School Crest

Posted on February 12, 2020

When you start a new school there are so many decisions to make. What will we name the school? What will its values be? What will we have as the uniform? I know because I was the founding Head of a school in the ACT before coming to St Paul’s School.

One of the big decisions to make is the design of the school crest or badge. The purpose of a crest is to identify the community, to tell a story of who we are in pictorial form.

When we wear the crest, we show that we belong to that community, and we do so with a certain sense of pride, not unlike you do if you were a member of the Australian Defence Force, the Queensland Police, or an elite sporting team.

St Paul’s was actually named after the original St Paul’s School in London, which is over 500 years old. The then Archbishop of Brisbane, Reginald Halse, who was instrumental in the establishment of our School, was a past student of St Paul’s School in London.

While the foundation stone for St Paul’s School Brisbane was laid in 1960, it wasn’t until 1965 that the School crest was launched to the community. A designer was engaged to capture the essence of this new northside School in a badge. They presented four options (which are on display in the School’s Accounts area in the Tooth Admin Building). The winning option is quite fitting.

The design consists of a gold Bishop’s mitre (hat) over a red shield (the colour red chosen to represent action). The mitre emphasises that this is a church School, an Anglican School.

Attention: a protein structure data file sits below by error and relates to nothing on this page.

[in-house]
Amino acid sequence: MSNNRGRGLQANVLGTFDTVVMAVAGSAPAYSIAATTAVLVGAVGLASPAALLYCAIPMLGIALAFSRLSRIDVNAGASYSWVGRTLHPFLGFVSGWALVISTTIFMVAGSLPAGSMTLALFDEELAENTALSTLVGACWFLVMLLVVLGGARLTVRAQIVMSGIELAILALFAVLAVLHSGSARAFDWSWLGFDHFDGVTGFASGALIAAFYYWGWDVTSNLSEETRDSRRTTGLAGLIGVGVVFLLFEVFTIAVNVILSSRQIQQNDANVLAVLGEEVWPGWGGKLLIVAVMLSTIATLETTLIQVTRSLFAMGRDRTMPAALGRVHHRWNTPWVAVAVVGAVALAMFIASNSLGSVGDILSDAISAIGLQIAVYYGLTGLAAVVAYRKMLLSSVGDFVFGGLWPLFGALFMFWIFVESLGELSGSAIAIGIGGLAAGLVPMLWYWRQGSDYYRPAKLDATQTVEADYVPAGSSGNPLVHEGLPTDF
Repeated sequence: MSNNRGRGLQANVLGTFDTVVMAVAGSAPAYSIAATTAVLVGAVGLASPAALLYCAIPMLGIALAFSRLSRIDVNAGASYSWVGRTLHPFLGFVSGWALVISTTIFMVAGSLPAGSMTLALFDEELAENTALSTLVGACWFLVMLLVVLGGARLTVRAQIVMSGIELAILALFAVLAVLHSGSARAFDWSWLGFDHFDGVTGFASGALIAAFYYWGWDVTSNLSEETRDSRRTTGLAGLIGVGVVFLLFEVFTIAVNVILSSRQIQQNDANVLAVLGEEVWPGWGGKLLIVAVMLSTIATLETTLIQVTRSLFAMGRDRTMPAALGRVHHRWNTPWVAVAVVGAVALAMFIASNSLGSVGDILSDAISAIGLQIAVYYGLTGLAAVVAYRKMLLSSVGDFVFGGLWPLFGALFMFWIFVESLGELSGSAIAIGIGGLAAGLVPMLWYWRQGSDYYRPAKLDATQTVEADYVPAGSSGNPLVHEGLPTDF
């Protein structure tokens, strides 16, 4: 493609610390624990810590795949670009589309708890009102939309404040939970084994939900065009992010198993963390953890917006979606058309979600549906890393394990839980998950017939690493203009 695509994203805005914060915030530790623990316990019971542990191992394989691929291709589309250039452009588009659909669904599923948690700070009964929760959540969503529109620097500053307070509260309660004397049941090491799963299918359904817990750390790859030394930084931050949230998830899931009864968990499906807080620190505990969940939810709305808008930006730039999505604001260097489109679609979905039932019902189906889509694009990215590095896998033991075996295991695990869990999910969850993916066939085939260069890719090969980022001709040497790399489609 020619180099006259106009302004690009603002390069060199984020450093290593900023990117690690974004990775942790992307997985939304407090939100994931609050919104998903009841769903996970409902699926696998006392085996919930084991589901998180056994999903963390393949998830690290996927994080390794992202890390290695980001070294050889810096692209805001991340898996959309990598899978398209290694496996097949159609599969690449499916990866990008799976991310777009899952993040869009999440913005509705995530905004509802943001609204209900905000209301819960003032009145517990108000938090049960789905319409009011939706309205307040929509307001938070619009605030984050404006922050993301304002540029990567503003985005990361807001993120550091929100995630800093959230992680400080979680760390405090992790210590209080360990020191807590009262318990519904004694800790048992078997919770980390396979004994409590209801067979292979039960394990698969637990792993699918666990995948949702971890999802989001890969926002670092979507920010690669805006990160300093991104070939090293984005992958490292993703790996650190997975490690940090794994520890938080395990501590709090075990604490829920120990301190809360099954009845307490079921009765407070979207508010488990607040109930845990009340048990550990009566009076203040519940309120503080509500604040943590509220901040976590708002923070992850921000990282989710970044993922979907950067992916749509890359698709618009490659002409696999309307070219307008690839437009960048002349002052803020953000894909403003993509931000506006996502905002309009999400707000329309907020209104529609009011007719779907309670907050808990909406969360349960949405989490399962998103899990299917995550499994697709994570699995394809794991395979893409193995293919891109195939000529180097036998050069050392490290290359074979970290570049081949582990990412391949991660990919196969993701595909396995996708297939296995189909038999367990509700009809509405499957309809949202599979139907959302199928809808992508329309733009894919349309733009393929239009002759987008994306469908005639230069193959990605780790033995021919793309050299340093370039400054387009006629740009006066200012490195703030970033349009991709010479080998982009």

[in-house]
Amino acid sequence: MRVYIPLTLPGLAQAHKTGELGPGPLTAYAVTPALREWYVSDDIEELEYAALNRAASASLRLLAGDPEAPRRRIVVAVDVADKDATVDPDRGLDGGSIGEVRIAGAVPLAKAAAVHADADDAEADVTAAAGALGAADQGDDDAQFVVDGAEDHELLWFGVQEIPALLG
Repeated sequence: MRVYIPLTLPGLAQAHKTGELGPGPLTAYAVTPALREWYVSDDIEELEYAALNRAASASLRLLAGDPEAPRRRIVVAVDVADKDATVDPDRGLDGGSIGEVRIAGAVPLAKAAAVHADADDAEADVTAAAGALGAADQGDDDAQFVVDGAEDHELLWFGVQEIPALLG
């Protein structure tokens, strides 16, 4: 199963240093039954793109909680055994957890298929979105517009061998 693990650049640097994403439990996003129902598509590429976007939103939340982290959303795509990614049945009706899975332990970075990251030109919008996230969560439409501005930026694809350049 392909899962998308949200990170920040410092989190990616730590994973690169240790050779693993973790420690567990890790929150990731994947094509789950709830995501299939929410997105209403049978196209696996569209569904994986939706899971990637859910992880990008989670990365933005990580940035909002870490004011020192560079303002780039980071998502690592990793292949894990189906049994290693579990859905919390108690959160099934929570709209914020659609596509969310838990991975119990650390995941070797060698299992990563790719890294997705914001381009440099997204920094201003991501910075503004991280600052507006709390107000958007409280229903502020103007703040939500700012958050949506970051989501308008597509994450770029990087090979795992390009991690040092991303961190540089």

The shield contains a gold martyr’s crown, symbolising self-sacrifice, or heart for servant leadership. In the early years following the resurrection of Jesus, many of his disciples experienced incredible persecution for their faith; many were put to death.

In the centre of the shield are the crossed swords of St Paul, for whom our School, and the school in London, is named. St Paul was also a martyr for his faith. He was a well-educated man, a pharisee. Following his encounter with Jesus on the road to Damascus, Christ commissioned him to take the Good News to the “Gentile” world. Paul was eventually put to death by the Romans.

Paul was an incredibly brave and courageous man with an extraordinary faith. If you are interested, some of his story is recorded in the book of Acts in the New Testament of the Bible. In that book you can read about Paul’s encounters with the authorities, about the years he spent in prison, when he survived a snake bite, and the time he was shipwrecked.

There is almost no better person than St Paul to look to for inspiration. A man of incredible resilience, a Roman citizen who travelled extensively making him one of the first global citizens.

Finally, below the shield is the motto, “Fide et Literis”, “By Faith and by Learning”; the same motto as St Paul’s School in London.

Our School values are Faith, Learning and Community. These values, and the essence of who we are and what our purpose is as a school, is captured beautifully in the School crest.

I am incredibly proud to belong to this community.

Dr Paul Browning



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